It's just one day.

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The good thing about a "bad" day is that it gives us pause and causes us to think about it...and learn from it.

 

There is no way that we will be our best every day.  Some days are just - what I call - "maintenance" days.  We might not move forward, but since we stop to analyze what happened - it is not a backward step.

 

It's just one day.

This is so true, Anjuli_Bai. Once I had calmed myself down I made a mental list of all the things I would do differently if it happened again.

 

The main thing is if I'm late, don't rush into the class. Tell everyone, "I'm sorry I'm late! I just need two minutes to get changed and get my bearings, so can you warm up/mark through while I do that?"

 

I'm a new teacher, this is only my second year of teaching dance I'm going into. I'm sure I will lose some students along the way through mistakes, my biggest worry, but I'm also sure that happens to lots of teachers when they first start out and I will learn from it.

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I assure you that you will lose students every year you teach.While thinking over the events of each class is a good thing, I can also assure you that losing students is part of game and you should never assume that you are at fault.  You will make your quota of mistakes - we all do.  However, students leave for a multiplicity of reasons.  Some of those reasons you will be aware of while others you will never learn the reason.

 

About rushing into class....  I found that either as a teacher or a student, it was almost impossible to "catch up."  Actually, in 40 yrs of teaching and taking class, I was only late-ish (arrived at the last moment) once.  But I didn't  have a baby and I didn't depend upon public transportation - and I always gave myself a great deal of time. This was very  important to me because I needed time to "put away" the world and enter the special space of a ballet studio.  It was as much a mental necessity as a physical one.  That one time that I arrived out  of breath, I felt as if I never caught my breath for the rest of the class time.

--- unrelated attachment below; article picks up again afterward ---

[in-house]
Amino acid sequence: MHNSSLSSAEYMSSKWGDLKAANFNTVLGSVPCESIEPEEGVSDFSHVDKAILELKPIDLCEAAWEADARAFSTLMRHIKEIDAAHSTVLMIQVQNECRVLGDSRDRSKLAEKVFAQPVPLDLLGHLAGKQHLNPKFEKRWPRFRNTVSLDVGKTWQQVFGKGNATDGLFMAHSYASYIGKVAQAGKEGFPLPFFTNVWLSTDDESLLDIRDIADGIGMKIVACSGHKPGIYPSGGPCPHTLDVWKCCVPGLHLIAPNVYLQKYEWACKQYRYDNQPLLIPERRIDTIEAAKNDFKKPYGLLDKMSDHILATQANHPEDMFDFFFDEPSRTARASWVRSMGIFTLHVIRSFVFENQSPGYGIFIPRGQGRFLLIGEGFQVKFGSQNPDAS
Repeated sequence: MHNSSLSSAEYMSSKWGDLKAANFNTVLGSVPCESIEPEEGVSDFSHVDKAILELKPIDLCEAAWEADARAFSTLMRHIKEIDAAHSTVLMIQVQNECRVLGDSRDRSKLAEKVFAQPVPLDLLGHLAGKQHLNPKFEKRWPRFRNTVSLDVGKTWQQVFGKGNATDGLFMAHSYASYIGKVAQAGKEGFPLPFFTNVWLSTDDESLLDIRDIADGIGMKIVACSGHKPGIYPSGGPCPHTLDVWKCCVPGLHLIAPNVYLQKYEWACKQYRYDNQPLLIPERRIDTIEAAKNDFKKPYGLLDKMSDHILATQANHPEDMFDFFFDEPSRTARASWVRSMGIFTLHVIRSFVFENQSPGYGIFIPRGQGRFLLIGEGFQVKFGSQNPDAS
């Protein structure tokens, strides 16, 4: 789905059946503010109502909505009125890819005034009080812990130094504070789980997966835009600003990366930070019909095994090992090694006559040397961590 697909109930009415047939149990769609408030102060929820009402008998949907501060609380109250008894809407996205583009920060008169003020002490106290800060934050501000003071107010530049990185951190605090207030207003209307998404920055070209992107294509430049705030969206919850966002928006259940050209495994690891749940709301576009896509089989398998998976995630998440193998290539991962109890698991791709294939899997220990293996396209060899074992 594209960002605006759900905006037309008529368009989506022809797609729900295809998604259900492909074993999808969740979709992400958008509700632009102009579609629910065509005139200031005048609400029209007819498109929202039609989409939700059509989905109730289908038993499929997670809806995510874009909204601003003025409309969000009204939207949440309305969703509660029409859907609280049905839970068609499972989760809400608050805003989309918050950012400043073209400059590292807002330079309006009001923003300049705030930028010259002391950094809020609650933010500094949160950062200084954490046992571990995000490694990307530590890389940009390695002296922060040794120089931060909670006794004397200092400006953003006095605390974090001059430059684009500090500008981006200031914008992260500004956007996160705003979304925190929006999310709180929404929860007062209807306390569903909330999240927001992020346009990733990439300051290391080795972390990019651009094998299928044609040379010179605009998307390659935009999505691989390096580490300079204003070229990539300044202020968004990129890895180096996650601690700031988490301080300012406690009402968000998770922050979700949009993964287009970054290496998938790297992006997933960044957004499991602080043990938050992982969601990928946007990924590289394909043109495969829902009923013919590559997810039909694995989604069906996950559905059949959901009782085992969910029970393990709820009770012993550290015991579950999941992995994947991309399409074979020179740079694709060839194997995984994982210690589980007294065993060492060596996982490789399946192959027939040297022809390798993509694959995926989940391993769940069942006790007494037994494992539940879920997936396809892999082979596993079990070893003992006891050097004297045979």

"I'm a new teacher, this is only my second year of teaching dance I'm going into. I'm sure I will lose some students along the way through mistakes, my biggest worry"

 

Worrying about your class, however, is not the answer.  It's not a useful response to a problem.

 

Analyze, learn, try a different strategy - but "worry" doesn't help.  As long as you engage - make eye contact - have a special moment with - connect with - each student at least once during each class, and teach in a positive way - a warm  - safe - environment - you are well on your way.

 

Teaching is not about knowing information - it is about giving away that information in a useful manner.   Don't be afraid to try things, don't be afraid to fail - don't be afraid to attempt a physical movement - such as a multiple pirouette - or a complicated sequence.  Your students will not think less of you.  If you are not afraid to try and sometimes fail  - they will not be afraid to try and sometimes fail.

 

Actually, I hate that word "fail" - it's not failure - it's an attempt at success.

 

I hope I've said something here which is useful. 

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Teaching is a bit like performing - there are some performances that are magical, when it seems that the whole company is inspired and the audience along with them and there are some that are humdrum and a bit flat.  I find in the same way that there are classes when I feel energised and enthusiastic and really see that I am inspiring the students and some when I'm just giving them a class :(  As they say "Life's like that".  Just don't beat yourself up about a class that doesn't work out how you want it to - we all, however experienced we may be, have off days and there's always another class on another day to make up for it :)